“Poetry” course, because we learned by creating. I can only imagine how much more I will learn
while abroad and outside the traditional schooling environment. The Adventure Learning Grant
fits perfectly into my educational goals and learning style.
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Being forced to repeatedly confront unpredictable and difficult situations as a camp
counselor at Urban Adamah (a Jewish urban farm) played a significant role in cultivating my
growth mindset. My supportive co-workers encouraged me to use every troubling instance as an
opportunity to practice different approaches and develop conflict resolution skills. Furthermore,
Urban Adamah’s mere existence has shown me that I can establish myself at intersections others
have yet to imagine, and if the right opportunity does not exist, I have the power to create it.
Similar to Urban Adamah’s fusion of sustainable agriculture with Jewish tradition and social
action, my proposal weaves together my passions at an intersection that does not seem to yet
exist. I hope sharing my unique utilization of the Adventure Learning Grant inspires other
Fairhaven students to invent their own intersections.
My positive attitude this past year exemplifies my resilience and drive to make the most
of subpar circumstances. For example, my housemates and I cooked fifty servings of chili and
cornbread for the homeless encampment at City Hall (Camp 210), which we might not have had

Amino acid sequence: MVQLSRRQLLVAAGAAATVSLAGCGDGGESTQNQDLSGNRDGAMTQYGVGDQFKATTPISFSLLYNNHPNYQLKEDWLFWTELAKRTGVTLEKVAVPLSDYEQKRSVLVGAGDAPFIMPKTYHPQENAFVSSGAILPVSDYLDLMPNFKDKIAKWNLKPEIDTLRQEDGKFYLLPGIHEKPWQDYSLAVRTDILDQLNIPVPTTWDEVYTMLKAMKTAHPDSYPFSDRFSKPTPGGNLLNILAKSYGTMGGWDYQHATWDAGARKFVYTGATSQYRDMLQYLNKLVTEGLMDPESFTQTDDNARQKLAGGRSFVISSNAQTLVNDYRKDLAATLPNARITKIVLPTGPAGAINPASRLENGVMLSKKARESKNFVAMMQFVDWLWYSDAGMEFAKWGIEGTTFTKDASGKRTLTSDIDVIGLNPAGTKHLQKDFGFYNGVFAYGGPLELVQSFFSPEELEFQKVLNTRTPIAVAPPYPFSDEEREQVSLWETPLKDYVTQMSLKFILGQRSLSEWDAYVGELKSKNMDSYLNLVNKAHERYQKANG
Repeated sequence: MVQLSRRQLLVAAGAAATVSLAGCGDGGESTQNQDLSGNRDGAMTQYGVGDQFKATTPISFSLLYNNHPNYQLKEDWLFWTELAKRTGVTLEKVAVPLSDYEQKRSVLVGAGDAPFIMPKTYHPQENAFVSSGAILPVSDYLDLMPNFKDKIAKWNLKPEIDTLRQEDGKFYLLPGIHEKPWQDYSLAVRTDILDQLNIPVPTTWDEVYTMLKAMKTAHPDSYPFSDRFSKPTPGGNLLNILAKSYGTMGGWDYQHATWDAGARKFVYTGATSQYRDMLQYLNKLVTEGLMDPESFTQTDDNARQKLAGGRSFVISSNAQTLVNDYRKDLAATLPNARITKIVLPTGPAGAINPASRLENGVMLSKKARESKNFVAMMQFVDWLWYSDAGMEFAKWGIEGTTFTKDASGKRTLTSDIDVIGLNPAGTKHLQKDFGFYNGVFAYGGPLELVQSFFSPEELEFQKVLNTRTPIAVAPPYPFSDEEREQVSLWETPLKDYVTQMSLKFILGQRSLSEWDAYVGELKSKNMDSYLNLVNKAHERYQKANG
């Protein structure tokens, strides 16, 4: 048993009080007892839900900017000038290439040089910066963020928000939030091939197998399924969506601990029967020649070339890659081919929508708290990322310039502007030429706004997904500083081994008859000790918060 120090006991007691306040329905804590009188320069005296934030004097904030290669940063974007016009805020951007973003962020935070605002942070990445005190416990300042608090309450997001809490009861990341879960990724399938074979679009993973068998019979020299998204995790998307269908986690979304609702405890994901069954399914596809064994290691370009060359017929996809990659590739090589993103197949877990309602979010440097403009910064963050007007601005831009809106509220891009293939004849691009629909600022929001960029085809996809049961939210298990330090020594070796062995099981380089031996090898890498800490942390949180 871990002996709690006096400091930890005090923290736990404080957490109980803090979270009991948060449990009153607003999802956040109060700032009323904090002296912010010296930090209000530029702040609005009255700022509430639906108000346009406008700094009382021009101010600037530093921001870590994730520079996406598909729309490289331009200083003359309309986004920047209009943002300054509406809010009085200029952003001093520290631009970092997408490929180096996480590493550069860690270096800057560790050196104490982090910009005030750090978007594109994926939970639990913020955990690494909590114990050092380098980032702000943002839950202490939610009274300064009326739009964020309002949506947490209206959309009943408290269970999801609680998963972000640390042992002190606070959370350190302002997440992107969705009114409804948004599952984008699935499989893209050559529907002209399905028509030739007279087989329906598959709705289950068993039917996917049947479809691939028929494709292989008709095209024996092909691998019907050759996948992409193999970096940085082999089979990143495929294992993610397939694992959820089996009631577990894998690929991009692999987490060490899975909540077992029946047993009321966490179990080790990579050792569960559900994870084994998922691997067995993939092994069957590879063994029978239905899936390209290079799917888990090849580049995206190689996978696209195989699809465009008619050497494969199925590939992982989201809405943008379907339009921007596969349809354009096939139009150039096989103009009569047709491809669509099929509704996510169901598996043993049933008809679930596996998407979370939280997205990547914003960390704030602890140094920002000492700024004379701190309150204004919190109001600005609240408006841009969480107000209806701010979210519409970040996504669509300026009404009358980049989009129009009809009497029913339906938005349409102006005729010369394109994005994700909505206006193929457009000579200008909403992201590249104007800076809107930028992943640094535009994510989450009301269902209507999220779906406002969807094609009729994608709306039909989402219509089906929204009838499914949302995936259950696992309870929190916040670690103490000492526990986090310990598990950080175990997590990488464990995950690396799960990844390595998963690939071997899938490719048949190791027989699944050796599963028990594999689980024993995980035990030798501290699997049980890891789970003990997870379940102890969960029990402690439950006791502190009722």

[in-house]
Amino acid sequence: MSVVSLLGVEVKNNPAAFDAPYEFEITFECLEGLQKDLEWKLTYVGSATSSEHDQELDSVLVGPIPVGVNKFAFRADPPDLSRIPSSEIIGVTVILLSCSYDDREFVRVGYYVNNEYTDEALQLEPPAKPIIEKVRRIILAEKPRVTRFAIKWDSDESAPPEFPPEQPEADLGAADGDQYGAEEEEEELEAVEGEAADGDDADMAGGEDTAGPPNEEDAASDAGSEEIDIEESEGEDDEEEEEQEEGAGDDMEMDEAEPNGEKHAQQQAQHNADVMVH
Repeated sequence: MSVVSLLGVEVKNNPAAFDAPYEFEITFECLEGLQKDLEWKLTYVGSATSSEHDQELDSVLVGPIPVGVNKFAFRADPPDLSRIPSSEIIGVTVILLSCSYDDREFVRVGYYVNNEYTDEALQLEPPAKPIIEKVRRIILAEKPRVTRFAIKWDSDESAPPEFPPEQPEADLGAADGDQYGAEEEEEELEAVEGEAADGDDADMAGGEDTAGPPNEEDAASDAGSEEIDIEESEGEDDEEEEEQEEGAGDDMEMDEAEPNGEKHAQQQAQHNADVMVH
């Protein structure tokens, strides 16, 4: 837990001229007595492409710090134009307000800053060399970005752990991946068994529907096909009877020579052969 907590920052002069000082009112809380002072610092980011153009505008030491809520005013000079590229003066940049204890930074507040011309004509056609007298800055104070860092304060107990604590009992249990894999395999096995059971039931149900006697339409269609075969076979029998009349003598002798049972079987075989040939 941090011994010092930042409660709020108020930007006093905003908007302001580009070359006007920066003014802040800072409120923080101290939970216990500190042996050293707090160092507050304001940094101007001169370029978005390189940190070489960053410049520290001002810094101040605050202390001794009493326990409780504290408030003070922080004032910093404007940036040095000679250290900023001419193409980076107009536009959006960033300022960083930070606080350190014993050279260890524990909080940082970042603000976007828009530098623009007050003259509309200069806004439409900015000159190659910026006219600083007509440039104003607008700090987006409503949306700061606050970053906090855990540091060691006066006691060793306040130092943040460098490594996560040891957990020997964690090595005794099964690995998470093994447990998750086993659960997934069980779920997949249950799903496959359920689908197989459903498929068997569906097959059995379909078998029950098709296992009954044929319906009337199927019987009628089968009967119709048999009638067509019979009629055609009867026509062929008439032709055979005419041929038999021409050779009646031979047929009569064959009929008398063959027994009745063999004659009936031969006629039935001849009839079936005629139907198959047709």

time for before quarantine. Pre-pandemic, I would opt for less time-intensive social action, such
as donating online. Seizing the opportunity to give back in a more tangible way empowered me,
strengthened my connection to the Bellingham community, and demonstrated how community
involvement simplifies complex tasks. Similarly, I began volunteering as a grant-writing intern
for the nation’s first tiny house village for homeless youth. Just last week, a law firm donated a
grant because of my persistent emails and phone calls. This experience motivated me even more
to use my voice and privilege for good, never getting discouraged.
I have never lived or studied abroad, but I have been lucky enough to visit Japan, Costa
Rica, and Israel. Experiencing more of the world humbles me and connects me to my core
values: thoughtfulness, openness, and curiosity. Although these visits nourished my sense of
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adventure, they left me hungry for more. I can only imagine how much more culturally
immersed and fulfilled I will feel after spending multiple months abroad.
Obviously, the pandemic might limit my ability to take full advantage of the
opportunities provided by an Adventure Learning Grant; However, my resilience, motivation,
and adaptability make me confident that nothing will not stop me from learning about other
cultures and challenging my perspectives. If my only options are virtual interviews, virtual
museum tours, and traveling the world by Google Street View, I will do so with the same
excitement and dedication that I would with a typical in-person experience. The only other
factors with the potential to limit me are anxiety and being a solo female traveler. Luckily, my
anxiety has nothing to do with being socially adventurous, but my slight fear of heights would
make visiting Singapore’s Marina Bay Sands rooftop pool less enjoyable. Additionally, I chose
three highly safe countries to ensure that my 5’1” self will be able to take advantage of all
awaiting opportunities.